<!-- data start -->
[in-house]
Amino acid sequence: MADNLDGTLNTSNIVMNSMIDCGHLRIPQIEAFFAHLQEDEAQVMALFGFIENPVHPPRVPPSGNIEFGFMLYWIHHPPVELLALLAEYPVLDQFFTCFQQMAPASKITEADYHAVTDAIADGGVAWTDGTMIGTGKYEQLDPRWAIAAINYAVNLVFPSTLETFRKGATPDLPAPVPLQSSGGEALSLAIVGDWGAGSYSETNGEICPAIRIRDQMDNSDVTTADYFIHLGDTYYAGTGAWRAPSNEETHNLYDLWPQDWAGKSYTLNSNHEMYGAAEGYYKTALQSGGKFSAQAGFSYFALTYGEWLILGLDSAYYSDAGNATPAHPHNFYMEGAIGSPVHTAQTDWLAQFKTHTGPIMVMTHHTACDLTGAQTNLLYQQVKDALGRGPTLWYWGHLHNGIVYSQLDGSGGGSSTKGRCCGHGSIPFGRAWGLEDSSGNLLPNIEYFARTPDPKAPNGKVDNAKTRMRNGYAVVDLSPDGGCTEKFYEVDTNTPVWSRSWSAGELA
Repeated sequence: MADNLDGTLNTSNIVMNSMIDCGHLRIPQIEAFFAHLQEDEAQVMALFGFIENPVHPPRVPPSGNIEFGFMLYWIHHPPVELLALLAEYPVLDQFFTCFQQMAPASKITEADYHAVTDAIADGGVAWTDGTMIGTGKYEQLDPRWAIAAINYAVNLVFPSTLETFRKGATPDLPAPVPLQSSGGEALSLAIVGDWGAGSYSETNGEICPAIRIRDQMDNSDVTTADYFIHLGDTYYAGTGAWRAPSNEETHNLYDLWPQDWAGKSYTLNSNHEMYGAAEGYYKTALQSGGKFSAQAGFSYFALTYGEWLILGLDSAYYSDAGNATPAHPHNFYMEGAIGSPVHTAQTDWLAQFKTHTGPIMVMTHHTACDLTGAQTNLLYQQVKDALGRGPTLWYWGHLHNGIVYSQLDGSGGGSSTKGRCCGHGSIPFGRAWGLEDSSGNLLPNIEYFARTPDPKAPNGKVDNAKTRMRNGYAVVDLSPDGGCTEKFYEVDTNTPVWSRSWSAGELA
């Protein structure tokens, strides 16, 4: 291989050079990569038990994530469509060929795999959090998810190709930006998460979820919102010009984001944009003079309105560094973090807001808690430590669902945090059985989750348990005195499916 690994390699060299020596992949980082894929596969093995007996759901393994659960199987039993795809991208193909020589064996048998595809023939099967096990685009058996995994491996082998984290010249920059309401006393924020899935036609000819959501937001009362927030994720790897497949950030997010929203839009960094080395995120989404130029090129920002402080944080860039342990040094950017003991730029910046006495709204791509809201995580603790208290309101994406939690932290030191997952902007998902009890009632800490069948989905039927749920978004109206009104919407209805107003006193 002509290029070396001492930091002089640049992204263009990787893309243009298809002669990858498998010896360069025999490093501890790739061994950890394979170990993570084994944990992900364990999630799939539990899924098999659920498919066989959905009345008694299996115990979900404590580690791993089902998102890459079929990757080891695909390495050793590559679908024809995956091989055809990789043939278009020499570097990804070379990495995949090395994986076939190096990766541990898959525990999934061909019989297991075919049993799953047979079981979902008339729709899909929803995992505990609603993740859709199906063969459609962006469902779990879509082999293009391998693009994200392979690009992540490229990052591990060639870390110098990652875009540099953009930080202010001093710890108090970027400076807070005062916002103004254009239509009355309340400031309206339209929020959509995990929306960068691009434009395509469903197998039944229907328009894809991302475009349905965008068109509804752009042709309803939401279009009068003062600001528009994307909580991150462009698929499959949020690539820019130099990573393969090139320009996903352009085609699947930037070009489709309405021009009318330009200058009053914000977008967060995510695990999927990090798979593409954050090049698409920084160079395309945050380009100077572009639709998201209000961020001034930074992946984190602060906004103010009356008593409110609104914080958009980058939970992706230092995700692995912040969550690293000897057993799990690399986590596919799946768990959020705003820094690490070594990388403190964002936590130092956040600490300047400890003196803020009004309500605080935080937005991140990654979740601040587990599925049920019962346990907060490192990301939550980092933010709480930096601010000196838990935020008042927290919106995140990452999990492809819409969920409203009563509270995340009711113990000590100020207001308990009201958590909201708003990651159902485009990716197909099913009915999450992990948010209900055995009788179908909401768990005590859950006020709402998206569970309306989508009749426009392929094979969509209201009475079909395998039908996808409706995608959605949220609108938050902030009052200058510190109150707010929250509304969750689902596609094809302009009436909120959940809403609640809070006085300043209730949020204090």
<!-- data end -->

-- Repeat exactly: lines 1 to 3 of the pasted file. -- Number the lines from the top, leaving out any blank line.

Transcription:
[in-house]
Amino acid sequence: MADNLDGTLNTSNIVMNSMIDCGHLRIPQIEAFFAHLQEDEAQVMALFGFIENPVHPPRVPPSGNIEFGFMLYWIHHPPVELLALLAEYPVLDQFFTCFQQMAPASKITEADYHAVTDAIADGGVAWTDGTMIGTGKYEQLDPRWAIAAINYAVNLVFPSTLETFRKGATPDLPAPVPLQSSGGEALSLAIVGDWGAGSYSETNGEICPAIRIRDQMDNSDVTTADYFIHLGDTYYAGTGAWRAPSNEETHNLYDLWPQDWAGKSYTLNSNHEMYGAAEGYYKTALQSGGKFSAQAGFSYFALTYGEWLILGLDSAYYSDAGNATPAHPHNFYMEGAIGSPVHTAQTDWLAQFKTHTGPIMVMTHHTACDLTGAQTNLLYQQVKDALGRGPTLWYWGHLHNGIVYSQLDGSGGGSSTKGRCCGHGSIPFGRAWGLEDSSGNLLPNIEYFARTPDPKAPNGKVDNAKTRMRNGYAVVDLSPDGGCTEKFYEVDTNTPVWSRSWSAGELA
Repeated sequence: MADNLDGTLNTSNIVMNSMIDCGHLRIPQIEAFFAHLQEDEAQVMALFGFIENPVHPPRVPPSGNIEFGFMLYWIHHPPVELLALLAEYPVLDQFFTCFQQMAPASKITEADYHAVTDAIADGGVAWTDGTMIGTGKYEQLDPRWAIAAINYAVNLVFPSTLETFRKGATPDLPAPVPLQSSGGEALSLAIVGDWGAGSYSETNGEICPAIRIRDQMDNSDVTTADYFIHLGDTYYAGTGAWRAPSNEETHNLYDLWPQDWAGKSYTLNSNHEMYGAAEGYYKTALQSGGKFSAQAGFSYFALTYGEWLILGLDSAYYSDAGNATPAHPHNFYMEGAIGSPVHTAQTDWLAQFKTHTGPIMVMTHHTACDLTGAQTNLLYQQVKDALGRGPTLWYWGHLHNGIVYSQLDGSGGGSSTKGRCCGHGSIPFGRAWGLEDSSGNLLPNIEYFARTPDPKAPNGKVDNAKTRMRNGYAVVDLSPDGGCTEKFYEVDTNTPVWSRSWSAGELA